Program Schedule

218
Changes in Antimicrobial Prescribing Patterns Following Implementation of The Oregon Antimicrobial Stewardship Collaborative (OASC)

Session: Poster Abstract Session: Antibiotic Stewardship
Thursday, October 9, 2014
Room: The Pennsylvania Convention Center: IDExpo Hall BC
Posters
  • ASP poster 2014 - IDWeek 9 25 14 final.pdf (723.0 kB)
  • BACKGROUND:  We implemented OASC as a statewide model to develop and support antimicrobial stewardship programs (ASP) for hospitals.

    METHODS:  Thirteen hospitals committed to participate in OASC, receiving educational and program support for ASP creation or expansion.  The participating hospitals agreed to provide both baseline and prospective antimicrobial utilization data, in DDD (defined daily dose) and DOT (days of therapy) format.  We computed DDD/DOT using General Estimating Equations (GEE) modeled with a log-linear Poisson distribution. 

    RESULTS: Data for analysis was available for 8 adult hospitals:  2 small hospitals (< 50 beds), 4 medium hospitals (50-199 beds), and 2 large hospitals (≥ 200 beds).  Data were divided into the following periods for analysis:  baseline (January 2012 – October 2012), preparatory (November 2012 – March 2013), and post-intervention (April 2013 – November 2013). 

    Prior to the start of the observation period, the collaborative hospitals were prescribing on average 547.3 DDD/1,000 patient days and 572.5 DOT/1,000 patient days.   The post-intervention DDD trend decreased by 4.3% compared to the baseline trend (p=0.001), and 3.7% compared to the preparatory phase; during the post intervention period, DDD continued to decrease by 3.0% per month (Figure 1.).  The DOT trend decreased non-significantly compared to the baseline trend.

    Figure 1.     

                                  

    CONCLUSION:  In the context of a statewide ASP collaborative, we saw decreasing trends in antimicrobial prescribing when comparing post-intervention DDD trends to baseline and preparatory trends.  Further, the DDD continued to decrease in the post-intervention period, suggesting a sustained impact following implementation of the collaborative.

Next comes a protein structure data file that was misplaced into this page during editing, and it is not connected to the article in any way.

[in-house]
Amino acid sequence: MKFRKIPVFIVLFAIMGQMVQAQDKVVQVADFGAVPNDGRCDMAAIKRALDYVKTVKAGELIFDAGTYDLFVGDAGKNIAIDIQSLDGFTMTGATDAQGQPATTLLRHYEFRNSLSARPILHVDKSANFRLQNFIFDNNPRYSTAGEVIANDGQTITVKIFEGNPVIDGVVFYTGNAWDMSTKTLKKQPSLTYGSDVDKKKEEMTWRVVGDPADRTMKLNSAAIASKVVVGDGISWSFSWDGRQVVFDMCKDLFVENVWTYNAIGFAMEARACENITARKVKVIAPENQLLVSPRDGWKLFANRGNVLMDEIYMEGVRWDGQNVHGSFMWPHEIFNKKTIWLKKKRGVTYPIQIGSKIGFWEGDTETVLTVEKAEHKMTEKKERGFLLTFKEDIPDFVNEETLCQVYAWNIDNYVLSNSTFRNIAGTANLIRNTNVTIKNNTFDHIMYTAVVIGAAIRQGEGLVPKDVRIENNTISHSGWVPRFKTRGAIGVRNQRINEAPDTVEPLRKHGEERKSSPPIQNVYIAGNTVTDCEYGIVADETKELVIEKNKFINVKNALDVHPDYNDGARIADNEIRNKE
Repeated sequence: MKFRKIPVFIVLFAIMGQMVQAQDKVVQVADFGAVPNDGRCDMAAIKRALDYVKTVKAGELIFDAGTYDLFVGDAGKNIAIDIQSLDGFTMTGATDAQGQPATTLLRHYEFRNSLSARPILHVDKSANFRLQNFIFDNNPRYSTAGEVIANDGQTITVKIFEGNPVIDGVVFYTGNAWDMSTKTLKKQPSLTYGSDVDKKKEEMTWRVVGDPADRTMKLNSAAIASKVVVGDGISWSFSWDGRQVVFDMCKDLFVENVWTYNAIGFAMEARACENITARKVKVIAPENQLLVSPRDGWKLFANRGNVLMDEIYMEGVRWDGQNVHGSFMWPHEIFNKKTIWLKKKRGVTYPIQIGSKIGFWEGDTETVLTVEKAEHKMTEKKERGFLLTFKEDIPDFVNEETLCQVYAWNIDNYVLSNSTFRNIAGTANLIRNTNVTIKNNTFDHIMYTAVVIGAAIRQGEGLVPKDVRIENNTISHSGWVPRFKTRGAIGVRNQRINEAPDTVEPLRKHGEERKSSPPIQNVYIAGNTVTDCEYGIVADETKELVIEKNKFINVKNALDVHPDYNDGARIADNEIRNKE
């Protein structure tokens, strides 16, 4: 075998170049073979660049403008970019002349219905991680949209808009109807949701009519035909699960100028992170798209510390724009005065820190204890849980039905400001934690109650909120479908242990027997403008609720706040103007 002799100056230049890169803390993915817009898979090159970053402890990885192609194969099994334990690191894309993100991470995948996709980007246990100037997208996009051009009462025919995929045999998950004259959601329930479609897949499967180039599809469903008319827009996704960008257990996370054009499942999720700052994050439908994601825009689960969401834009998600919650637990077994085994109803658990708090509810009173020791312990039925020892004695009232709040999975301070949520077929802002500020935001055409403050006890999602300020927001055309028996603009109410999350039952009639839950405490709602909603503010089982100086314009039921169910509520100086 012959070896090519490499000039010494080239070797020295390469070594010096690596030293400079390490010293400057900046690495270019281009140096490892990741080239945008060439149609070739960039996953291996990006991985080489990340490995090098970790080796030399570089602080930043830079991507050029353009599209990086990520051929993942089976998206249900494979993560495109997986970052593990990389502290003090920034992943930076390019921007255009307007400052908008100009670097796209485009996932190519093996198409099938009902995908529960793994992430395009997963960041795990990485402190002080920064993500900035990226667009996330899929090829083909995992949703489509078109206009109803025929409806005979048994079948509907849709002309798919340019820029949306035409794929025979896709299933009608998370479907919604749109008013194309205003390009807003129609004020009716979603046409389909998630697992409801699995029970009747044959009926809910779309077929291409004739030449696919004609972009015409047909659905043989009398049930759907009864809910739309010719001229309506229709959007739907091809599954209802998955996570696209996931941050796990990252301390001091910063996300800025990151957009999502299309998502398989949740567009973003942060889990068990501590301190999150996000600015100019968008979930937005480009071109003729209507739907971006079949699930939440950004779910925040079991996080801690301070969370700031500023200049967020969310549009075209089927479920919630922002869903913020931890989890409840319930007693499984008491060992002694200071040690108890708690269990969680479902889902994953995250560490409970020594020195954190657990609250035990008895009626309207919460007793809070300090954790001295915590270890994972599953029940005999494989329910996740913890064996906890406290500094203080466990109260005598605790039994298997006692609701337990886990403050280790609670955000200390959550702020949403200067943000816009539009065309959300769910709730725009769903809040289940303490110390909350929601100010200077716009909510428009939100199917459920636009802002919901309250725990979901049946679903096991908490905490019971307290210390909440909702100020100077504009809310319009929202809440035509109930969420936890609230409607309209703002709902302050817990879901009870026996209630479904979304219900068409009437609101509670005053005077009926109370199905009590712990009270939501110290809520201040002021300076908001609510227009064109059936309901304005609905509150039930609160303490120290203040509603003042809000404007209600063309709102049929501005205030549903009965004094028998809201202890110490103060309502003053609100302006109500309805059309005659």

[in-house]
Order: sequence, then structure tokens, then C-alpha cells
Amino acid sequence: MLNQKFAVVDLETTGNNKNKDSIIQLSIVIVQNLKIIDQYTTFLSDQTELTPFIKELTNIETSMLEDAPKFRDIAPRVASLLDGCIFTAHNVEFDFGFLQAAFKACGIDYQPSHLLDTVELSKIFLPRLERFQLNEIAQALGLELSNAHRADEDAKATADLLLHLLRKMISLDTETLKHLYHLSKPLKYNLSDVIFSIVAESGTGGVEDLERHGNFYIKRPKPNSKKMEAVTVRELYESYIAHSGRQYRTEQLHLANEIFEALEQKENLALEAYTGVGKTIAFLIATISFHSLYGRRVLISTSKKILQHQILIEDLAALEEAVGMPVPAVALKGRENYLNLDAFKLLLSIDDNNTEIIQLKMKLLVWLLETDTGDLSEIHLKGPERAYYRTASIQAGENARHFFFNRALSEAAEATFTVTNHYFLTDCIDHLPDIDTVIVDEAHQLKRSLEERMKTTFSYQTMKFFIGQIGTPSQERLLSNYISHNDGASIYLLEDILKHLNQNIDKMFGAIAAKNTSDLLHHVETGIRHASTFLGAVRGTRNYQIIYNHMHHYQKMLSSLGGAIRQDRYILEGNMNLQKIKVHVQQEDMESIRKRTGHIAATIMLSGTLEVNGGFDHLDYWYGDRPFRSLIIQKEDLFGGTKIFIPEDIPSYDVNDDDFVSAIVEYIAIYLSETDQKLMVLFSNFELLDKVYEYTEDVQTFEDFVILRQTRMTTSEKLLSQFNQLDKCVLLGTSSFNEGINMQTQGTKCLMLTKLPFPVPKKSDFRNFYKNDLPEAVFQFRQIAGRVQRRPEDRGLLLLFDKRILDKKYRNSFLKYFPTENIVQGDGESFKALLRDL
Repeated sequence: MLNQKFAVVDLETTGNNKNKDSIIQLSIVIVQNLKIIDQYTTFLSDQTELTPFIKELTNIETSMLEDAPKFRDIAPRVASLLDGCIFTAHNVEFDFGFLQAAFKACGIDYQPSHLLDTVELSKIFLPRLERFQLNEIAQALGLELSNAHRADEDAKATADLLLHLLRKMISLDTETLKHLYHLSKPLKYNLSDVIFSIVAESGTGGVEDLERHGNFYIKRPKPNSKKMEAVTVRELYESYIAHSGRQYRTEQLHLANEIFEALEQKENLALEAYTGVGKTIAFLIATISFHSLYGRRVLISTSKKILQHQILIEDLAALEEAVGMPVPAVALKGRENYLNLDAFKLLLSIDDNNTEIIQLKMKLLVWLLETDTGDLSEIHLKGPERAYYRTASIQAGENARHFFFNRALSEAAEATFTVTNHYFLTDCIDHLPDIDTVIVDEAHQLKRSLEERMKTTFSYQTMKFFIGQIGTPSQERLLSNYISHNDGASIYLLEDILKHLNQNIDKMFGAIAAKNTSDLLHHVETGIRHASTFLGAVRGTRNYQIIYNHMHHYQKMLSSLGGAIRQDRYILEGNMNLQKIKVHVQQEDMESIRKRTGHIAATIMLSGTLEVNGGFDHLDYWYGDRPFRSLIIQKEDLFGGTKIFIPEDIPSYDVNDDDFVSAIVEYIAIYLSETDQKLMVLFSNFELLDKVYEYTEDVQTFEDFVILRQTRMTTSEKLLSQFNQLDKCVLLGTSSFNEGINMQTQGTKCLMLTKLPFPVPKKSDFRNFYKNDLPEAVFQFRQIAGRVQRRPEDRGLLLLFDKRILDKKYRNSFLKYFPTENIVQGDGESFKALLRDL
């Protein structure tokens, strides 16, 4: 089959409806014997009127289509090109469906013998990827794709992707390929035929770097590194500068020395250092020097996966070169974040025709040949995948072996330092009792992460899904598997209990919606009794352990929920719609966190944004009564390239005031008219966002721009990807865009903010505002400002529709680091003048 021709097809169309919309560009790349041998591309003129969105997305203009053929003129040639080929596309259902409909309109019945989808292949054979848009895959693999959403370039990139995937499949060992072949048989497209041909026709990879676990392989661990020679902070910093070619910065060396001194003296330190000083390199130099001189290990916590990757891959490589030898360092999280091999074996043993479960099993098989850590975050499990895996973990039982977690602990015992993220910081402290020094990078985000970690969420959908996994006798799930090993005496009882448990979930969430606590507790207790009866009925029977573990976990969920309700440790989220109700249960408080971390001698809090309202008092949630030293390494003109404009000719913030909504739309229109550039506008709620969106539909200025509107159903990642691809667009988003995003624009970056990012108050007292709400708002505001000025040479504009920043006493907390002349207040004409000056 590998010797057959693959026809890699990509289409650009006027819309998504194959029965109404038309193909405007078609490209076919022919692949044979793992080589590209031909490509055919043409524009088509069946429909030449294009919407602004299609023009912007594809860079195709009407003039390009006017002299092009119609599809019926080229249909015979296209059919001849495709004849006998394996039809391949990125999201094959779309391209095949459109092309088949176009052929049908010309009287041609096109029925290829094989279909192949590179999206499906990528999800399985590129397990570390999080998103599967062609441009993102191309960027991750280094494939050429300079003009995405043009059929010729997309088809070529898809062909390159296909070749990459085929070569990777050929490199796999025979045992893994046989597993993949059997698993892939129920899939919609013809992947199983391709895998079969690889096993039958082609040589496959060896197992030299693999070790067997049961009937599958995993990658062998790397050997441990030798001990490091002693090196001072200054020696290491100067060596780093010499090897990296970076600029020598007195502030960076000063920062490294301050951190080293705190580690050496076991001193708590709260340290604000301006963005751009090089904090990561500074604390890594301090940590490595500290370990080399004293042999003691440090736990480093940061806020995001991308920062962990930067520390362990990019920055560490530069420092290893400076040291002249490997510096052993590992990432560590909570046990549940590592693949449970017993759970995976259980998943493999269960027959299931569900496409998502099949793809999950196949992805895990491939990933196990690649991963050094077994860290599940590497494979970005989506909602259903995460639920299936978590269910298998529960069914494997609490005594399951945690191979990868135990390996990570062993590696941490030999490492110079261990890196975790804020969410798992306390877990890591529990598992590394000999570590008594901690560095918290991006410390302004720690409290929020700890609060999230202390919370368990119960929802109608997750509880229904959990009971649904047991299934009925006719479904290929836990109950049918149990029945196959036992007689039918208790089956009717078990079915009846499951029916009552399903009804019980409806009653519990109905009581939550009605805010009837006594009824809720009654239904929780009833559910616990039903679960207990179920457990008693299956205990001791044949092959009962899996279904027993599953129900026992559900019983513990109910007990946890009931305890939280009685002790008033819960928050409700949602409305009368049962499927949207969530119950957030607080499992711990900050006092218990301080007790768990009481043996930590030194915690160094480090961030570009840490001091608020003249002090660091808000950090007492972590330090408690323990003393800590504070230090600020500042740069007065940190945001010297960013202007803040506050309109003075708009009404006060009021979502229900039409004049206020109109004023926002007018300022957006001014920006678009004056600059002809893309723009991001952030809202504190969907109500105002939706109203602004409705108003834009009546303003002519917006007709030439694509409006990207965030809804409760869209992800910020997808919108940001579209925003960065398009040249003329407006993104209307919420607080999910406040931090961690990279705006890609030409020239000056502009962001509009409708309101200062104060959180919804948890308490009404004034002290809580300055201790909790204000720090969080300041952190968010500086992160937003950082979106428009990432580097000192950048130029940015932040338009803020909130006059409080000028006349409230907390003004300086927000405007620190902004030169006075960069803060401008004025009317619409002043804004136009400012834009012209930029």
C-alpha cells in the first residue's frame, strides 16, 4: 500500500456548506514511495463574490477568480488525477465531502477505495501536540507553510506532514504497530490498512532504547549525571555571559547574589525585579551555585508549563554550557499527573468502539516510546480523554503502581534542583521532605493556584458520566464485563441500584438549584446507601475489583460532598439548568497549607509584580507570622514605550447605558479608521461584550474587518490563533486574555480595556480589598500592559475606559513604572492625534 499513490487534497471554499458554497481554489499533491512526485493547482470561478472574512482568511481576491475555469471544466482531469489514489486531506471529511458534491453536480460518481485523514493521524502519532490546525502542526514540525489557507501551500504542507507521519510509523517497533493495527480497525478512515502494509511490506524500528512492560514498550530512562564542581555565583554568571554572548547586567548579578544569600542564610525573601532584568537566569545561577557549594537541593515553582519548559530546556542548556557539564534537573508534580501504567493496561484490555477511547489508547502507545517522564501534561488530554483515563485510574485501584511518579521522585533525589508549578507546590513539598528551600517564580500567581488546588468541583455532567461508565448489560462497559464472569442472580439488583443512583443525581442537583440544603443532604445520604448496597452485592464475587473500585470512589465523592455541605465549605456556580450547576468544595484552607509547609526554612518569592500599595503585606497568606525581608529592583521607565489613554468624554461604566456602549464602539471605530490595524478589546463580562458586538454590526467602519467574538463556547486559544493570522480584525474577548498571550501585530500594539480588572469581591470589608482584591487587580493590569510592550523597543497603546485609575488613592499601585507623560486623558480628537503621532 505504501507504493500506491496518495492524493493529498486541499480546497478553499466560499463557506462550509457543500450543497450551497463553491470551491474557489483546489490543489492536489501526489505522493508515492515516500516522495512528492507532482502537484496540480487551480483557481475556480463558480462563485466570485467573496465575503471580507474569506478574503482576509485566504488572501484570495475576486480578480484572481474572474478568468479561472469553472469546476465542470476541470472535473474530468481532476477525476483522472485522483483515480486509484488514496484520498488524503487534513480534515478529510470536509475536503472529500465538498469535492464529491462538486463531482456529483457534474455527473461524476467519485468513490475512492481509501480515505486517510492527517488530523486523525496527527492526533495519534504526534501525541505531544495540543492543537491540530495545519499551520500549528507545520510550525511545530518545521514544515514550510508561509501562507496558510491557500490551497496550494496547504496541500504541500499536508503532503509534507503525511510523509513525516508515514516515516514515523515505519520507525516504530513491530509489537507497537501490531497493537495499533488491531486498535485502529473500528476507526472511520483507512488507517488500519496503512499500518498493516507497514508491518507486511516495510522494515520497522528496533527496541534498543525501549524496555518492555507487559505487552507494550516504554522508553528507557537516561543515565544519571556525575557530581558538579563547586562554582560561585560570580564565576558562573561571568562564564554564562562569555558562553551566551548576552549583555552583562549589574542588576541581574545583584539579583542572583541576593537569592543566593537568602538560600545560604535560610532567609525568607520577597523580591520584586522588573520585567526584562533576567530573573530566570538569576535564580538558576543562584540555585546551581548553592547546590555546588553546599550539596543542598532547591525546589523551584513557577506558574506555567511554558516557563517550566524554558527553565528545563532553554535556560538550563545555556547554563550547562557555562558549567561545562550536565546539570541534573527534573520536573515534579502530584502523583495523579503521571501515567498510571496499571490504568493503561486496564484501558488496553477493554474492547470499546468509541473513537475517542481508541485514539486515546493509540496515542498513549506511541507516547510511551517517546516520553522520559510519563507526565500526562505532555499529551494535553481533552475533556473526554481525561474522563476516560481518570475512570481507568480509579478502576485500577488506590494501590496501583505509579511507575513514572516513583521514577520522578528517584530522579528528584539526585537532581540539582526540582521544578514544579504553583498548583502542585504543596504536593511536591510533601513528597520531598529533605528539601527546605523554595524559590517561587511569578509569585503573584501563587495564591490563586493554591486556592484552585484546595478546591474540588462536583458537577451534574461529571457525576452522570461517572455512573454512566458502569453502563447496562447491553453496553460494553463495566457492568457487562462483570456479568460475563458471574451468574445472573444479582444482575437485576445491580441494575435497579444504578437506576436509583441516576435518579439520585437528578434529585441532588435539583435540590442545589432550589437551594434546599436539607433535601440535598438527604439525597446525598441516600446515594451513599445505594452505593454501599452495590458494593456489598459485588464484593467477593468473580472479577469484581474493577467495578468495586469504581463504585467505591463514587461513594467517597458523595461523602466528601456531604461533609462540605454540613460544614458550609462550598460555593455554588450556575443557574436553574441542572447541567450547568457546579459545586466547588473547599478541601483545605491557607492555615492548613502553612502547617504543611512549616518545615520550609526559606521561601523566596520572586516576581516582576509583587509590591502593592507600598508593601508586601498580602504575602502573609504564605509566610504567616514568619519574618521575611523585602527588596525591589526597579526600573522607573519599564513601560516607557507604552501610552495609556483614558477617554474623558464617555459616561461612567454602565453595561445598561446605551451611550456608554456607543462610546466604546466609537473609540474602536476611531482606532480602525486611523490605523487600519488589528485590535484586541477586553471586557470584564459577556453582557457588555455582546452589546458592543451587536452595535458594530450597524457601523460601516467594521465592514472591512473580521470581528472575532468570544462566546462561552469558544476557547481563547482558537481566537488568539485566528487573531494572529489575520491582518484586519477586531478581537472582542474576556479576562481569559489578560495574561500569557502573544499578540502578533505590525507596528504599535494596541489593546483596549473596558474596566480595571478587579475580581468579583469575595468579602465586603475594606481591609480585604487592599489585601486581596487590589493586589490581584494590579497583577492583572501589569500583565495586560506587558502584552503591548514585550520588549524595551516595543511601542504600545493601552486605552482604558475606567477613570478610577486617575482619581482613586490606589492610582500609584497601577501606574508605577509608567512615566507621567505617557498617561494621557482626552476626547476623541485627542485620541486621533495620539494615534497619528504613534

Lynne Strasfeld, MD, Division of Infectious Disease, Oregon Health and Science University, Portland, OR, Melissa Parkerton, MA, Oregon Patient Safety Commission, Portland, OR, Robert F. Arao, MPH, Public Health Division, Oregon Health Authority, Portland, OR, Zintars G. Beldavs, MS, Acute & Communicable Disease Prevention, Oregon Health Authority, Portland, OR, Katherine Ellingson, PhD, Division of Healthcare Quality Promotion, Centers for Disease Control and Prevention, Atlanta, GA, Jwan Mohammadi, Infectious Diseases, Portland VA Medical Center, Portland, OR, Ann Thomas, MD, MPH, Oregon Public Health Division, Portland, OR and Graeme Forrest, MBBS, Division of Infectious Disease, Veterans Affairs Medical Center, Portland, OR

    Disclosures:

    L. Strasfeld, None

    M. Parkerton, None

    R. F. Arao, None

    Z. G. Beldavs, None

    K. Ellingson, None

    J. Mohammadi, None

    A. Thomas, None

    G. Forrest, None

    Findings in the abstracts are embargoed until 12:01 a.m. EDT, Oct. 8th with the exception of research findings presented at the IDWeek press conferences.

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